Mr. Chairman Sir, it must be substantially and procedurally correct.  Procedurally, if a person appeals, it suspends the sentence.  So, how would we pass a legislation that defeats the procedural correctness of the law?  Making the judgment by a magistrate’s Court standing.

THE MINISTER OF JUSTICE, LEGAL AND PARLIAMENTARY AFFAIRS (HON. ZIYAMBI):  I think the Section that he is referring to has been deleted.  So, there is no need.

HON. SIKHALA:  You have totally repealed the provision?


HON. SIKHALA:  What the Minister is saying that subsection 9 has been repealed is very good for this legislature.

HON. PHULU: Hon. Chair, in relation to the earlier correction by the Hon. Minister of Finance and Economic Development, I think there was an error.

HON. PROF. M. NCUBE:  The Hon. Members are alert Mr. Chair that we want to correct something.  I said right at the beginning that on page 6 of the Bill, delete in line 25 the words ‘authority may an ex parte and substitute that with ‘authority may make an application on notice’.  That is the first one.

Then the second amendment is right at the end of my previous amendment.  So, on page 18 of the Bill, delete in line 17 the words,” a copy ...” and so on.  Take out all of that.  The last part of what I have mentioned in terms of amendment.  I thank you.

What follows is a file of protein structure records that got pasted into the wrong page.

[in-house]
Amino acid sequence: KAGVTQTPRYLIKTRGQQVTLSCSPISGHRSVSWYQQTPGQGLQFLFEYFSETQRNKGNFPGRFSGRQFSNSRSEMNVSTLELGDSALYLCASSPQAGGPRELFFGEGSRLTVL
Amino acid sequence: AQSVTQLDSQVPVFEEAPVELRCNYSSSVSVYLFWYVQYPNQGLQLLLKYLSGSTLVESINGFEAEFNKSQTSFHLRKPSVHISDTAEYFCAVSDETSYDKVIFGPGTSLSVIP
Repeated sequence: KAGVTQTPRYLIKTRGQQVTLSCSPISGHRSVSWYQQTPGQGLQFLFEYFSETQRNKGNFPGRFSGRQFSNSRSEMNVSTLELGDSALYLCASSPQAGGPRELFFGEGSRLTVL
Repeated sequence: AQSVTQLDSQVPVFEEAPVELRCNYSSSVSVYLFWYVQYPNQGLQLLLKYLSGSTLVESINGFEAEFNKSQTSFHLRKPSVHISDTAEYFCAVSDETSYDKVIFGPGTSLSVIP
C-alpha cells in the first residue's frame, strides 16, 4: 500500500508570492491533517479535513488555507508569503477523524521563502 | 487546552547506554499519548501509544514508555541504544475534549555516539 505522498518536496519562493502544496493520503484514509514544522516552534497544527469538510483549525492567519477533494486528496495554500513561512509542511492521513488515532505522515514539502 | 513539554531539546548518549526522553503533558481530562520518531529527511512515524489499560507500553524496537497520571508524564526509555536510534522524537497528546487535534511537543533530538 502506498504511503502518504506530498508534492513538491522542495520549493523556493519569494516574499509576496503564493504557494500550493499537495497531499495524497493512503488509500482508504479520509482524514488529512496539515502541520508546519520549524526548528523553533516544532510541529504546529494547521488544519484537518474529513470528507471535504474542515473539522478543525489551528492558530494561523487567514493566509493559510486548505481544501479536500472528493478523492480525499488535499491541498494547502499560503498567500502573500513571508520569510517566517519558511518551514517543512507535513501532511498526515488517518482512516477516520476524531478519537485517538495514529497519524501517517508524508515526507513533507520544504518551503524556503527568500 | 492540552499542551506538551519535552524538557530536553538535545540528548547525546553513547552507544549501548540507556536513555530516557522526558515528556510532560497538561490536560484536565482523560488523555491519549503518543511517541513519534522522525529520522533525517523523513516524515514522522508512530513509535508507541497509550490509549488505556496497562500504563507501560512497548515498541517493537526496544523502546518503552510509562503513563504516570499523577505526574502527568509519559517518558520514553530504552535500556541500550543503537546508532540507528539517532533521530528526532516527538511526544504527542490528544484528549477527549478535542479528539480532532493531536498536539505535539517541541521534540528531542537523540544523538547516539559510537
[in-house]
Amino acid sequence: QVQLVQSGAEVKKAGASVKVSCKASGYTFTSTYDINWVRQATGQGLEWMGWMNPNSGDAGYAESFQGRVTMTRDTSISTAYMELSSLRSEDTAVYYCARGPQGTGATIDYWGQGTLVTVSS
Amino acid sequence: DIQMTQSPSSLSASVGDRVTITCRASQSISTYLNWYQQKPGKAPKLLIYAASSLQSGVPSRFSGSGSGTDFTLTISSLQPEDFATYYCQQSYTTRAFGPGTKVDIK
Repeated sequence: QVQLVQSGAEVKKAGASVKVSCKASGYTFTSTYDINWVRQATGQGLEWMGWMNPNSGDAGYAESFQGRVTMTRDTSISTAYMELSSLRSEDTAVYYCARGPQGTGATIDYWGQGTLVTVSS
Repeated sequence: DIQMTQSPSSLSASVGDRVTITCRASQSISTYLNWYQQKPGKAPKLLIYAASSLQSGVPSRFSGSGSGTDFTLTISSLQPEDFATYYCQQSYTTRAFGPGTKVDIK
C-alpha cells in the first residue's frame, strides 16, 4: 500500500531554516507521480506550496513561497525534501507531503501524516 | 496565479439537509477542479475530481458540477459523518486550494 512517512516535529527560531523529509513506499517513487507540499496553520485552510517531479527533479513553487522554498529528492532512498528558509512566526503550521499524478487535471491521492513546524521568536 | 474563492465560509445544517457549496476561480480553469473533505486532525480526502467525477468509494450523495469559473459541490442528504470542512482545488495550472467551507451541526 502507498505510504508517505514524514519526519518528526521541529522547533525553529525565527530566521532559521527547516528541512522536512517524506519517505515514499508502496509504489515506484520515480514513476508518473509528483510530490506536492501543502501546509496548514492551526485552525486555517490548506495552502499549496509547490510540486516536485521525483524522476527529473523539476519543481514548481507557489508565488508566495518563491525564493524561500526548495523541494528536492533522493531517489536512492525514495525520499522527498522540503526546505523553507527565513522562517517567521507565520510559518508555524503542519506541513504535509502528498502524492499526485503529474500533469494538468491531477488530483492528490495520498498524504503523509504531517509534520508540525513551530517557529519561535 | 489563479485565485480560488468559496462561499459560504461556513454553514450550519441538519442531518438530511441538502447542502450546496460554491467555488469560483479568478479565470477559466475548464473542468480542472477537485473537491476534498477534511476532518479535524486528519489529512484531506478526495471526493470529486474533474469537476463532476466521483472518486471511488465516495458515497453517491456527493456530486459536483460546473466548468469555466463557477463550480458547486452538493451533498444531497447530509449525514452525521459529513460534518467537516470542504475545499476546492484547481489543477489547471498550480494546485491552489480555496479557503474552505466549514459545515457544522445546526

I move that we accept the Clause as is.  I thank you.

Amendments to Clause 27 put and agreed to.

Clause 27, as amended, put and agreed to.

On Clause 28:

HON. PHULU: In our submission Hon. Chair, the fines are very high.  One has to look at the other legislation and see where the levels are and for some of these driving offences, even taking into account perhaps the gravity, you have to sell your car and sometimes it may not even be yours.  If you take into account the salaries that people earn, if we use maybe even civil servants and even Members of Parliament as a measure, they are only at level seven or eight and certainly the idea of a fine is that where we can avoid  someone going to jail, they must pay a fine. Yes, it must be biting, it must slap them, but certainly where we set up people to fail to pay fines, we will end up having our jails being inundated with people who are unable to pay these fines.  Certainly it will also become a very difficult thing to do a simple act such as driving. 

We also know the history where fines have been milked out of the public for a long time.  I think it was a point of reference as we led up to events in November.  One of the points of reference was the milking of people using these fines.  It is undesirable to have fines at that level.  I do not want to say nowhere in the world, but I am saying that it would be very rare for you to find fines that are 300% of your salary.  We suggest that perhaps these fines need to be rationalised massively so that they accord with the level of income of Zimbabweans.